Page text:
### What is the median second prime factor of all numbers?

-The median second prime factor of all numbers is 37, meaning that half of all numbers have a second prime factor that is 37 or less.

### How do primes feel random to people?

-Primes feel random to people because they don't appear as frequently in our daily lives and there is no formula to predict them; one can only check each number sequentially to find the next prime, making them feel more random than composite numbers.

### Why do multiples of 10 not feel random to people?

-Multiples of 10 do not feel random because they are symmetrical and central within the number range, which is considered too contrived or predictable compared to the irregularity and uniqueness of prime numbers like 37.

### What is the significance of the number 37 in the context of the 'secretary problem'?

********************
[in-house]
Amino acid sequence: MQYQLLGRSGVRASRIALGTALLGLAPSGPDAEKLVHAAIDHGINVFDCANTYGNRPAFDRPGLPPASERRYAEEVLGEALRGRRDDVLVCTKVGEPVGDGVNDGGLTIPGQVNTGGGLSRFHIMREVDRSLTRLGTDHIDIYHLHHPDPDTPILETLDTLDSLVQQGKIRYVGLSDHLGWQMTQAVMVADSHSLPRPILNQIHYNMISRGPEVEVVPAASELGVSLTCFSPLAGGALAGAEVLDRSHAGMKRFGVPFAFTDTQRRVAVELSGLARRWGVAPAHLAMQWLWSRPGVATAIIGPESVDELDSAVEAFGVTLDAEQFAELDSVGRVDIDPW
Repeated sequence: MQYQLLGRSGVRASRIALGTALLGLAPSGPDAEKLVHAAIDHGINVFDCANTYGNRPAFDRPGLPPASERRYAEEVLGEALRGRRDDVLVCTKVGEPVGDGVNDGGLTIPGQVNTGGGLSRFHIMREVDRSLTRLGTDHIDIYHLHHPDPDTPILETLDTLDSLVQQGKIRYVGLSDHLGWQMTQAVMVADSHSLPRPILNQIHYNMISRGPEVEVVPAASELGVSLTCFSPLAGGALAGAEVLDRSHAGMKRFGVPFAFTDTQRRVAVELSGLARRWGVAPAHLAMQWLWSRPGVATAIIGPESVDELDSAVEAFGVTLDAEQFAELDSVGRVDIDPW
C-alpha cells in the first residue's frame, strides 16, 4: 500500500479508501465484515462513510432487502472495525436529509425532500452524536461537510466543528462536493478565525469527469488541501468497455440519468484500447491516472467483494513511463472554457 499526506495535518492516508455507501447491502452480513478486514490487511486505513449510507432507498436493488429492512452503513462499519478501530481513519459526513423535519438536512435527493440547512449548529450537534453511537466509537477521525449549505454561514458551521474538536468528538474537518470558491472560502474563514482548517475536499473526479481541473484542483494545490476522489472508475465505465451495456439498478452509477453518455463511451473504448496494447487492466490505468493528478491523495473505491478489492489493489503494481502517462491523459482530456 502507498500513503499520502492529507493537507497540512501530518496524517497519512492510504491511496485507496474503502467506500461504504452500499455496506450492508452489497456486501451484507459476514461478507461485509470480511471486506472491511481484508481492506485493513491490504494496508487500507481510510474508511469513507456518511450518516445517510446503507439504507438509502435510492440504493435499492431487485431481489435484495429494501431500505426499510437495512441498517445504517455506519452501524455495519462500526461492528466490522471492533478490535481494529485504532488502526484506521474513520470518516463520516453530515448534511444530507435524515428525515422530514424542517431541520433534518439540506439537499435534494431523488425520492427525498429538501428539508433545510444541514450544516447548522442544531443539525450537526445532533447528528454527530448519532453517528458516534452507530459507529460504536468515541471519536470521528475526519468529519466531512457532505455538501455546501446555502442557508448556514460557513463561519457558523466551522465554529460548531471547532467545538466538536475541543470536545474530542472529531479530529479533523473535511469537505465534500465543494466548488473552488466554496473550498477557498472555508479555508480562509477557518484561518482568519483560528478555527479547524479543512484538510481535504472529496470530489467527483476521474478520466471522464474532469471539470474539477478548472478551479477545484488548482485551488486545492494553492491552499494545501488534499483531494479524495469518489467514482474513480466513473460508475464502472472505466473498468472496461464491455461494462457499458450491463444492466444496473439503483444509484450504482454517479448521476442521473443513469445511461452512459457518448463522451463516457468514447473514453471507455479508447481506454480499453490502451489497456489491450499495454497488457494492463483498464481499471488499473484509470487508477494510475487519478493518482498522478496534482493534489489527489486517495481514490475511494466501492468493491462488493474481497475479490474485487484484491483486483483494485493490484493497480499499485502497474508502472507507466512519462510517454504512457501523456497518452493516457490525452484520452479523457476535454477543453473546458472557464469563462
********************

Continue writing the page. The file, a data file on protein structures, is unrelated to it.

-In the context of the 'secretary problem,' 37% of the available options should be explored and rejected to get a sense of the available choices, and then the first option that is better than all the previous ones should be selected, maximizing the chances of making the best decision.

### How does the concept of randomness relate to prime numbers?

-Prime numbers are often perceived as more random because they are less frequent in our daily experiences and lack a predictable pattern or formula, making them feel more irregular and unpredictable compared to composite numbers.

### Outlines

### 🎲 The Curious Case of the Number 37

This paragraph delves into the peculiar tendency of people to choose the number 37 when asked to pick a random number between 1 and 100. It explores the 'blue-seven phenomenon' and how 37 has become a sort of default 'random' choice across cultures. The conversation highlights the surprising frequency with which 37 is selected in various surveys and experiments, leading to an investigation into the significance and prevalence of this number in everyday life and culture.